Everyone in the city was well aware that Chinese heroes such as Yao Ming would be carrying the torch today.
If the route passed anywhere near their neighborhood, they were determined to see it.
We knew we were in for a spectacle the moment we emerged from the subway tunnel to a sea of people and the nervous buzz that only a big street event can bring. Our journalistic "Spidey-sense" kicked in and we waded into the fray, keeping a close eye on each other and arranging a meeting place in case we got separated.
The torch was close by, and the crowds were pressed tightly to the road as security forces did their best to keep people from flooding the streets and obstructing the torch. Crowds surged, the security forces linked arms to keep them back. Elderly women and small children, thinking they would catch a glimpse of Yao Ming or gold-medal hurdler Liu Xiang, were being pressed too tightly by the throng:
(Nikon D3, VR 24-70mm/f2.8 lens @ 24mm, ISO 320, 1/500th sec.,f7.1)
(Nikon D3, VR 70-200mm/f2.8 lens @ 200mm, ISO 400, 1/1250th sec.,f4.0)
Young men fought their way through to the front for a look:
(Nikon D3, VR 200-400mm/f4.0 lens @ 220mm, ISO 200, 1/500th sec.,f8.0)
Safely above the fray, this woman and these children got a birds-eye view:
(Nikon D3, VR 200-400mm/f4.0 lens @ 26mm, ISO 200, 1/500th sec.,f4.0)
A roar came from the crowd as the first vehicles of the convoy emerged from beneath an overpass and into sight. What the anxious crowd was treated to was basically a truck turned into a parade float -- and an advertisement for Coca-Cola.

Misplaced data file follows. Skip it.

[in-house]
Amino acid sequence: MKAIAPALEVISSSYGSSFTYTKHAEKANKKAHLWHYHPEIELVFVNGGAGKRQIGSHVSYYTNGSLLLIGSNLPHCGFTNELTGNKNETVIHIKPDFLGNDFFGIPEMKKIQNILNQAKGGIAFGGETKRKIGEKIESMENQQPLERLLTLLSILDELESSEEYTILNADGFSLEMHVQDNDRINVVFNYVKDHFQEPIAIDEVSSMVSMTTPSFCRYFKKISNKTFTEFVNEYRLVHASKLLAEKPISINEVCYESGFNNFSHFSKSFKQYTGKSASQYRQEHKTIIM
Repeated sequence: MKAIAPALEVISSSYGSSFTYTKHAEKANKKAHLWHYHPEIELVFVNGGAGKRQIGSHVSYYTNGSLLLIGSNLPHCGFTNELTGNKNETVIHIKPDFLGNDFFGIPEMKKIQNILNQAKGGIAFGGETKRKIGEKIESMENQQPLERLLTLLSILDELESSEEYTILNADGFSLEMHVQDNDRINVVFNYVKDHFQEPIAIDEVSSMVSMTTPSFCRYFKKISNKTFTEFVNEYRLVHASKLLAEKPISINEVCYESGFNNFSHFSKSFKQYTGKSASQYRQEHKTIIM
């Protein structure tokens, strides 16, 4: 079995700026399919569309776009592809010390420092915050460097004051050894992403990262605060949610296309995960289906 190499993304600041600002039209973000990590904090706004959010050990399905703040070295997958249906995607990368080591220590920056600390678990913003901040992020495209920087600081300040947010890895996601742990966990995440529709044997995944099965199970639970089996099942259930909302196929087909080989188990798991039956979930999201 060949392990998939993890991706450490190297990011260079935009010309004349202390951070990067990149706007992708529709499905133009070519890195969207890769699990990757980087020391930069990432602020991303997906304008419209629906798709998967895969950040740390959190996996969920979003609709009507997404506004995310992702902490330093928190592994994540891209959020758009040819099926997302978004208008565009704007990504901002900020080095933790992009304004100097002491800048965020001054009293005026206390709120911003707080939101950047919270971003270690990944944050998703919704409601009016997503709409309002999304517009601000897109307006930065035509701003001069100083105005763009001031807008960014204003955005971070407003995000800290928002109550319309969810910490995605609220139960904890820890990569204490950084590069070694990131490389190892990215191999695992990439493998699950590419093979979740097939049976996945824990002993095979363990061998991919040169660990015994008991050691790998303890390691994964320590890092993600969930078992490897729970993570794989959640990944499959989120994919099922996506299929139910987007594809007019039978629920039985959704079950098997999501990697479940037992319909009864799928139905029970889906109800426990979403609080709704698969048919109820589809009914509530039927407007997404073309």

(Nikon D3, VR 24-70mm/f2.8 lens @ 24mm, ISO 320, 1/500th sec.,f4.5)
They cheered lustily anyway, as faux-cheerleaders amped up the crowd. Samsung's truck followed, trailed by one from Lenovo.
To my twisted American mind, it seemed like that scene from the movie "A Christmas Story" where little Ralphie is introduced to consumerism when the secret code from the Lil' Orphan Annie radio show revealed an advertisement for Ovaltine.
Finally the torch arrived. The runners, one of whom I was there to photograph, were surrounded on all sides by a security phalanx of young men who pushed back hard as the crowd surged to see. I was caught in the middle and found myself made into an American photojournalist sandwich. I joke, but it was more than a little bit scary. It truly felt like the edge of out-of-control.
Pressed back against the crowd, I half-jokingly raised my camera for some Hail-Mary shots. Checking them out later I found a frame of a security person apparently being knocked in the head by a citizen's camera:
(Nikon D3, VR 24-70mm/f2.8 lens @62mm, ISO 320, 1/500th sec.,f3.2)
I did not get a photo of the my subject, but I did get a face full of some overzealous security kid's forearm along with this bad/funny/pathetic image of the torch as it passed me:
(Nikon D3, VR 24-70mm/f2.8 lens @62mm, ISO 320, 1/500th sec.,f3.5)
There was a palpable disappointment from the crowd after the torched passed.
Each runner ran less than 50 meters, and *poof* it was over and the procession made its way down the road.
Some stopped to have their photos taken by the signs marking the station of each torch-bearer. It seemed they weren't sure why, but still needed confirmation they'd been there.
(Nikon D3, VR 24-70mm/f2.8 lens @38mm, ISO 320, 1/500th sec.,f3.2)
None of them had any idea what famous person they'd seen. They knew it wasn't Liu Xiang or Yao Ming.
One woman tapped me on the arm and spoke to me in Mandarin. I don't speak the language, but her question was clear. When I tried to explain to her the torch bearer she'd seen was a "businessman,'' she shook her head, turned on a heel and made off down the street.
They'd gotten their first taste of the Olympics. One didn't get the feeling many would want another bite.
Aug 6, 08 - 10:07 AM